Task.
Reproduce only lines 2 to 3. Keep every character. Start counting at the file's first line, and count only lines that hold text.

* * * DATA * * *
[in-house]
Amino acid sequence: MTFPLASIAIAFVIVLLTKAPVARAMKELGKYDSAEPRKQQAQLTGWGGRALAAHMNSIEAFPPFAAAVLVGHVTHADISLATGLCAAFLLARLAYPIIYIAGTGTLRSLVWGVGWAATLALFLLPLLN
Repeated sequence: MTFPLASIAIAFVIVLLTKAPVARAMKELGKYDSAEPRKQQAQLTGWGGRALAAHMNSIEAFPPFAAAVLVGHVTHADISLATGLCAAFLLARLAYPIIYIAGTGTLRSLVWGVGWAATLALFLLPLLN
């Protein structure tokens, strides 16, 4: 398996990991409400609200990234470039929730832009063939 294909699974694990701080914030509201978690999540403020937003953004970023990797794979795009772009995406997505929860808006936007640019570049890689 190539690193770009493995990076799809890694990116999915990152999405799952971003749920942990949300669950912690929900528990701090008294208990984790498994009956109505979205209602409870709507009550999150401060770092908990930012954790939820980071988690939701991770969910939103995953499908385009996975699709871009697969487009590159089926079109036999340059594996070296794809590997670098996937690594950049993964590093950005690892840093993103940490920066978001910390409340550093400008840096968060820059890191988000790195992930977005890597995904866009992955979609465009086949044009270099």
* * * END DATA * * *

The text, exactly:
Amino acid sequence: MTFPLASIAIAFVIVLLTKAPVARAMKELGKYDSAEPRKQQAQLTGWGGRALAAHMNSIEAFPPFAAAVLVGHVTHADISLATGLCAAFLLARLAYPIIYIAGTGTLRSLVWGVGWAATLALFLLPLLN
Repeated sequence: MTFPLASIAIAFVIVLLTKAPVARAMKELGKYDSAEPRKQQAQLTGWGGRALAAHMNSIEAFPPFAAAVLVGHVTHADISLATGLCAAFLLARLAYPIIYIAGTGTLRSLVWGVGWAATLALFLLPLLN